FCA fines Barclays £284,432,000 for forex failings

The Financial Conduct Authority (FCA) has imposed a financial penalty of £284,432,000 (€400 million) on Barclays Bank Plc (Barclays) for failing to control business practices in its foreign exchange (FX) business in London. This is the largest financial penalty ever imposed by the FCA, or its predecessor the Financial Services Authority (FSA).

Barclays’ failure to adequately control its FX business is particularly serious in light of its potential impact on the systemically important spot FX market. The failings occurred throughout Barclays’ London voice trading FX business, extending beyond G10 spot FX trading into EM spot FX trading, options and sales, undermining confidence in the UK financial system and putting its integrity at risk.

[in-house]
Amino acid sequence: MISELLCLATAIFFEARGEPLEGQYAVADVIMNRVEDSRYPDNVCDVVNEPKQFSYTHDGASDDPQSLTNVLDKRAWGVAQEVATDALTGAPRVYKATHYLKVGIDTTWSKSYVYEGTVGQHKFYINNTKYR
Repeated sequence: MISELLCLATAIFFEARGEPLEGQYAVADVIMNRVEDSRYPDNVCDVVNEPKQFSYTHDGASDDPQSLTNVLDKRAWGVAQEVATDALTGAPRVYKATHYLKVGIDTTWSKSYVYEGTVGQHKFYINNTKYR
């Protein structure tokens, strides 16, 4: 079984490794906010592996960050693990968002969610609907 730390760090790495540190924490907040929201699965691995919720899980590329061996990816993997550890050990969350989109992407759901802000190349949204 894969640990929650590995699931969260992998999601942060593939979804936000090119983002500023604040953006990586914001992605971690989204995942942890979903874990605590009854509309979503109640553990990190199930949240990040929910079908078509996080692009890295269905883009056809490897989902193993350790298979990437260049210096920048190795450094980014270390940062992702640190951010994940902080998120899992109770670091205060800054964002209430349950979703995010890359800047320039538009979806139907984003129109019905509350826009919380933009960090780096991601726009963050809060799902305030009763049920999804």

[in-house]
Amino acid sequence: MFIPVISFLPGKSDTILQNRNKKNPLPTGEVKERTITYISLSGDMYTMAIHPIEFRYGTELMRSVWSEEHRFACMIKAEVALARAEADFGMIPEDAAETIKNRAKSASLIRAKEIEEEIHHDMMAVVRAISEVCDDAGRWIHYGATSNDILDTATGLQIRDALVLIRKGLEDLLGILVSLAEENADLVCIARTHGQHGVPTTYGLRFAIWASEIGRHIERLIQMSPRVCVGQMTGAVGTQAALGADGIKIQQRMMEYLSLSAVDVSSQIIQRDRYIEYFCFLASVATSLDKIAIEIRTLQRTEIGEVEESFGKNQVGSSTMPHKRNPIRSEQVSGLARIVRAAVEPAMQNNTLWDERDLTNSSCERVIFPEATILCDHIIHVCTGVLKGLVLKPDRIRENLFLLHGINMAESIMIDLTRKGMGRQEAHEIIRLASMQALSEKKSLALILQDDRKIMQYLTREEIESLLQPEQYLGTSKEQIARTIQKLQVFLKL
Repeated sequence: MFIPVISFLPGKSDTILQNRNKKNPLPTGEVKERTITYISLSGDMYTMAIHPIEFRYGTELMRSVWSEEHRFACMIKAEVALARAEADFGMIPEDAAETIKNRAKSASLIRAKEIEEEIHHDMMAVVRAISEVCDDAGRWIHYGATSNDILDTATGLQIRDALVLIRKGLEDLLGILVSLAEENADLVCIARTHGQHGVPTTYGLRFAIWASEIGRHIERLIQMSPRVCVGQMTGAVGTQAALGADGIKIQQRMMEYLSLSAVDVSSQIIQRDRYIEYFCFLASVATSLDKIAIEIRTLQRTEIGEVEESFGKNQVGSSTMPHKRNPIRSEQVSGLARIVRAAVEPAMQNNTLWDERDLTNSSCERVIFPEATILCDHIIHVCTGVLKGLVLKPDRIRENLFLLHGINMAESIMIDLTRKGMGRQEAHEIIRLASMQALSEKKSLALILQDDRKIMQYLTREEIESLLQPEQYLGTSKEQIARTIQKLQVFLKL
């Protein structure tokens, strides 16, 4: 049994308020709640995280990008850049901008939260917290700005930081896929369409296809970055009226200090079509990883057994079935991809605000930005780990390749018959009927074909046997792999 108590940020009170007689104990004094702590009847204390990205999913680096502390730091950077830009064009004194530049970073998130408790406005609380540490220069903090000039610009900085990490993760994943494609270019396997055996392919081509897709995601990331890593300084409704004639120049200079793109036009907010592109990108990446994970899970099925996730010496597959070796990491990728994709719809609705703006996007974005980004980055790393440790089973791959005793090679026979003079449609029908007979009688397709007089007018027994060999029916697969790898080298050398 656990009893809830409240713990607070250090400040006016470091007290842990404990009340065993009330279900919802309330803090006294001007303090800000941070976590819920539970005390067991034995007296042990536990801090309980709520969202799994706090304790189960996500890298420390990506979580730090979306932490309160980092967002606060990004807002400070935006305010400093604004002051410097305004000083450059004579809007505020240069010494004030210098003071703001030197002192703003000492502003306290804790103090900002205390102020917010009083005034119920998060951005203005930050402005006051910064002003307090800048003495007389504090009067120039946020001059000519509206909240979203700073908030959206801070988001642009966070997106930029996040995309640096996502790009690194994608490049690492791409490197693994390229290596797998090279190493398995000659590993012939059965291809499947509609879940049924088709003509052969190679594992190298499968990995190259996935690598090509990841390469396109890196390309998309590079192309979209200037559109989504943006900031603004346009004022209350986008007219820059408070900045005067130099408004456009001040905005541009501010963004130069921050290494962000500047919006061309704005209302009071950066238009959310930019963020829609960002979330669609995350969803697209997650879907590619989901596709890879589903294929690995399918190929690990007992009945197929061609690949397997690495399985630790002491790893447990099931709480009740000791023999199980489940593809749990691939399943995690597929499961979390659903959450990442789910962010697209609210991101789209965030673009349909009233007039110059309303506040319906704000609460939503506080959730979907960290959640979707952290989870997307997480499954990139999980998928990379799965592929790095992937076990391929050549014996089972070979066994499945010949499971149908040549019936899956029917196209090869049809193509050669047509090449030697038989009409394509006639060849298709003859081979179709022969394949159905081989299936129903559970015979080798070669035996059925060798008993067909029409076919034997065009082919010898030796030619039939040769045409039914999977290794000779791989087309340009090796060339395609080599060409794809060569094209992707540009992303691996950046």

Georgina Philippou, the FCA’s acting director of enforcement and market oversight said: “This is another example of a firm allowing unacceptable practices to flourish on the trading floor. Instead of addressing the obvious risks associated with its business Barclays allowed a culture to develop which put the firm’s interests ahead of those of its clients and which undermined the reputation and integrity of the UK financial system.  Firms should scrutinise their own systems and cultures to ensure that they make good on their promises to deliver change.”

Between 1 January 2008 and 15 October 2013, Barclays’ systems and controls over its FX business were inadequate. These behaviours included inappropriately sharing information about clients’ activities and attempting to manipulate spot FX currency rates, including in collusion with traders at other firms, in a way that could disadvantage those clients and the market.

Barclays and other firms are already participating in an industry-wide remediation programme to ensure that they address the root causes of the failings in their FX businesses and that they drive up standards.